Reviewing Ensky PAPER THEATRE – Craft Time!

In my last trip to Japan, at the top of my shopping list was to buy some craft kits. I ended up being overwhelmed by the incredible variety there were in massive stores like Loft and Tokyu Hands. But amongst all the choices, I fell in love with a series called  PAPER THEATRE by Ensky. With this kit, you essentially crate a 3D image by stacking layers of paper on top of one another. These can create a scene from a series or film, or just a general image of characters posing together. The series has a wide variety of iconic images you can choose from such as Star Wars, Hatsune Miku and Pokemon. Seeing the done up displays all together, I couldn’t believe how awesome they looked. I ended up buying way more sets than I had time to do…until now.

Paper Theatre tools
I also use q-tips to apply the glue

Most of the kits are a standard size, however some can come in a larger size, especially the Pokemon group shots. The kits are a little bit on the expensive side, when I was over there I bought my normal sized kits for about $15 AUD and a large Eevee one for $25 AUD.  On top of this, to complete the kit you’ll need to buy a few extra tools. Thankfully, these won’t set you back too much. I ended up buying a cutting board, scalpel, tweezers and glue from Daiso for about $10 AUD and they have served me well! 

Within the kit you receive the various coloured paper and instructions. I’ve bought some kits with English instructions and some without, and to be honest it doesn’t make much of a difference. I tend to just follow along with the images. The coloured paper also makes this extra easy as it has printed next to each cut out what number ‘slide’ it corresponds to and whether you are looking at the ‘front’ or ‘back’.

Sheets that come with the kit, I had already begun the kit when I took this photo which is why some bits are already cut out!
Example of instructions

So what do you actually do? Each kit has six key layers. Each layer forms part of the overall scene, for example with the small Eevee kit I have, the first layer is a frame, the second is Eevee, third layer is Jolteon and Flareon, the fourth is a background, the fifth  is Vaporeon and the final layer is another background.  You follow the instructions to cut out the coloured sheets of paper and stick the parts on each layer, building up the images from the various cut outs. At the end you line everything up together and ta-dah! you have your 3D image.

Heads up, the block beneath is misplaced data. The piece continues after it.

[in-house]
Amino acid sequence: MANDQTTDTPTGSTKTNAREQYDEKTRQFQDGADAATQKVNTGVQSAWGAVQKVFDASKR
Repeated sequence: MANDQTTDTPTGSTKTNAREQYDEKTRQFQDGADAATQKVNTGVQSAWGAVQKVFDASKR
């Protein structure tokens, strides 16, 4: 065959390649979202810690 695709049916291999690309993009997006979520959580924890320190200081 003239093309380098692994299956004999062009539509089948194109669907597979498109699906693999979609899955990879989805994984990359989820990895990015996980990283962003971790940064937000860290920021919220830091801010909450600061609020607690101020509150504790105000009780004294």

Ensky Paper Theatre Eevee

My favourite thing about these kits is that you can’t really mess it up. As long as you’re patient with glue drying, and pay careful attention to the instructions there’s not much room to go wrong. But even if you do go wrong (and trust me I have) – mistakes aren’t really noticeable. It’s only when you’re really looking at where things don’t match up, that you can see mistakes. Otherwise from a reasonable distance, whatever you make looks pretty amazing. For example after doing the Eevee below, I realised I had pasted everything on the back side, not the front. so everything was opposite to what it should be. As such the blue and white eye papers didn’t match up and the eyes looked a bit wonky. So I used some black maker and on the final product, you can’t see it at all! 

EEVEE Paper Theatre in progress

Perhaps the only thing that really frustrates me about this product is the final step, which is placing the layers on these tabs to space them out. Now, this is probably the most crucial step of the whole thing. It creates the 3D effect and just generally makes the whole thing look nice and structures. But gosh if I don’t manage to mess it up every time I do it! It’s just so fiddly and frustrating. The first tab is easy enough to put on but every additional one you do gets more and more annoying. I wish there was a way to make this final part a bit less annoying. Especially as unlike the other areas, if you do mess this up, it does show!

Paper Theatre fail
My first completed PAPER THEATRE, look at those wonky sides!
Although even with the bad sides, it still doesn’t look too bad!

Overall, I have a lot of fun with these kits. I tend to do them over a couple of days, but if you were keen you could probably complete it in an afternoon. The kits all together look fantastic, and they’re a great display item. You can even buy display cases to protect your work from dust. I’m not sure how much they usually run for, but I purchased mine for only 400 yen on Amiami! Overall, if you’re looking for an easy and satisfying craft project to do while you’re at home, I do recommend giving these a shot. They’re such good fun and you’ll end up with a gorgeous new art display!

Paper Theatre Eevee

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